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HomeUncategorizedDo open source licences cover the Ship of Theseus?

Do open source licences cover the Ship of Theseus?

I recently downloaded a single-page HTML template for a project I was working on. I wanted a good-looking scaffold to help me getting running quickly. The code had an attribution licence which I was happy to comply with.

I ended up removing about a whole bunch of the HTML that I didn’t need. That also allowed me to remove the majority of the CSS which was unused. I deleted all the JavaScript. I added some semantic markup and updated a few of the outdated coding conventions. Newer CSS was also added to support modern features. And I replaced all the default images and fonts with something I preferred.

In total, 75% of the HTML was rewritten and 61% of the CSS had changed.

Screenshot from GitLab showing 2 files with 167 additions and 562 deletions.

Is there enough of the original files left to warrant attribution according to the licence terms?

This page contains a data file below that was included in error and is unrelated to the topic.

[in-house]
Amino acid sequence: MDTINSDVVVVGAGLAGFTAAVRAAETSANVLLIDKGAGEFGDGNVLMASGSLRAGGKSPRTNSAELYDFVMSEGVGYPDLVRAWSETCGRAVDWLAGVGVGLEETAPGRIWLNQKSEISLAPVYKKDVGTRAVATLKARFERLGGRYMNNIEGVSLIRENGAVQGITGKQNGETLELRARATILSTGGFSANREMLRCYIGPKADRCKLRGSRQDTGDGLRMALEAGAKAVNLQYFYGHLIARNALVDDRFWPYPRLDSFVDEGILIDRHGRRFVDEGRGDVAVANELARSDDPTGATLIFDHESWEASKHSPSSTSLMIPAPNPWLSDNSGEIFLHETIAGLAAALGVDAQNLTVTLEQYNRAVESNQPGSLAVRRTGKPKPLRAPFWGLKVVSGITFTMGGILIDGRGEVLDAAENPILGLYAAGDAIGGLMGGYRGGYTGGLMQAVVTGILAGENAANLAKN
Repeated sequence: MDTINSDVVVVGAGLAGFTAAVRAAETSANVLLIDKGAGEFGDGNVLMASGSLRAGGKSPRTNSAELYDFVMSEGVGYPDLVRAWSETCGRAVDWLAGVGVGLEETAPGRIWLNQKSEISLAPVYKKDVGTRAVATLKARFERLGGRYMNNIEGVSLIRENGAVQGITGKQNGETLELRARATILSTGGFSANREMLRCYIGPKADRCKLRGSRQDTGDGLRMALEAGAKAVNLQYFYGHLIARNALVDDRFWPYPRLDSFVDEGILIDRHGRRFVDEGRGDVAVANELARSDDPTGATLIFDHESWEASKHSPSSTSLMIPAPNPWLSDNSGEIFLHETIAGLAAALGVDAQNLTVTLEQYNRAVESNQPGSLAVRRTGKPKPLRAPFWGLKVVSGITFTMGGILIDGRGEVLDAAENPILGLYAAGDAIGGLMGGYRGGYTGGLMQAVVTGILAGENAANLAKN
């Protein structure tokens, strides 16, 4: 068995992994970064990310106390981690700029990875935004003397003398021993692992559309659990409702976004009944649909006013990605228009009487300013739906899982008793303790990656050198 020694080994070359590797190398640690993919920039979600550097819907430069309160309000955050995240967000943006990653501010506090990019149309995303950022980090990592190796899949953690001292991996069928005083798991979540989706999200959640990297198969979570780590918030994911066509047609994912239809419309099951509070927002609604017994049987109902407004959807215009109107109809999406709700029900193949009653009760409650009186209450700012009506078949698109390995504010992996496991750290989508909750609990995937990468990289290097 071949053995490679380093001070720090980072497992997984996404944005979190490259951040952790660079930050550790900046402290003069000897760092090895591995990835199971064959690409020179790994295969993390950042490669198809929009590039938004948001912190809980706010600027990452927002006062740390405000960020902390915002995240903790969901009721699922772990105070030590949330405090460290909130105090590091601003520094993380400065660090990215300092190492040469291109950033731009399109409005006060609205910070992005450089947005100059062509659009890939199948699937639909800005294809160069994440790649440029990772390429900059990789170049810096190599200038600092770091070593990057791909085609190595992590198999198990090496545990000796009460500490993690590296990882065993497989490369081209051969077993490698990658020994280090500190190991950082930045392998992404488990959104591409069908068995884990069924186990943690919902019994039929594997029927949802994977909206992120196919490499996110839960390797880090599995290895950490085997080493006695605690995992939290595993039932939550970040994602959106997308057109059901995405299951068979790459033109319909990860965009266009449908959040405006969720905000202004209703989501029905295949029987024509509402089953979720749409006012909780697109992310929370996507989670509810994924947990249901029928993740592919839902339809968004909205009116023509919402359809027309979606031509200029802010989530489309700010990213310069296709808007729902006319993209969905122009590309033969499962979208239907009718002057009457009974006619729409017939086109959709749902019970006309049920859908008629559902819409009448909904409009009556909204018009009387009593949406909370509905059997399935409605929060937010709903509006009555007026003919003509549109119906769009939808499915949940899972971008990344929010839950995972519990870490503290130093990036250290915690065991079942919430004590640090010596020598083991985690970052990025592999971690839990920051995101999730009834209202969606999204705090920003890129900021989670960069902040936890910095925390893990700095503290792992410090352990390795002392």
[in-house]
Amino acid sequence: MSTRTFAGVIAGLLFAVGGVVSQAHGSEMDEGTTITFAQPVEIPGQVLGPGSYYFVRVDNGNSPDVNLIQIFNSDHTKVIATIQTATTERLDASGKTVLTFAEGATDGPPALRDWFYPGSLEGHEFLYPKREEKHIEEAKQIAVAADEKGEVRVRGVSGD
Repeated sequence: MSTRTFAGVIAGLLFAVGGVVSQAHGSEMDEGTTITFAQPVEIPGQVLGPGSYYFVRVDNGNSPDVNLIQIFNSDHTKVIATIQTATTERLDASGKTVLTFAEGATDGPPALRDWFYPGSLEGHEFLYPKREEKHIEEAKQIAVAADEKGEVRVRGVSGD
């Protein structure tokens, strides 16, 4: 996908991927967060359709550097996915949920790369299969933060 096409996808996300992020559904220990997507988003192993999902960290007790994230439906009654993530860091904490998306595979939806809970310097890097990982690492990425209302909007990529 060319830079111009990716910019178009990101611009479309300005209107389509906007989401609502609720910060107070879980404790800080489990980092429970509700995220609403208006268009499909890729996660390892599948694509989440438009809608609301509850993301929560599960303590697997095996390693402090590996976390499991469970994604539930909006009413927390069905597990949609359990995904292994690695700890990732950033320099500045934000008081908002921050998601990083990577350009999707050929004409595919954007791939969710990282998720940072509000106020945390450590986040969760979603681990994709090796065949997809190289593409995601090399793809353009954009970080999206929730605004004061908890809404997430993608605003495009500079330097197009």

Let’s take it to an extreme. Suppose I really loved the background colour used by a piece of free software. If all I copied wasbody { background: #6082B6; } would that require attribution?

I think there’s a reasonable argument that de minimis non curat lex – the law cares not for small things. Is anyone seriously going to argue that I stole half a dozen bytes? Could they prove that I copied that single line from them? Would anyone care?

And yet, morally, I feel that I should give credit.

Much like the apocryphal sculptor, I have removed everything that wasn’t necessary. But I think the poor sod who lugged the block of marble deserves acknowledgment.

At what point do you say “this has changed so much that it is no longer necessary to abide by the original licence”?

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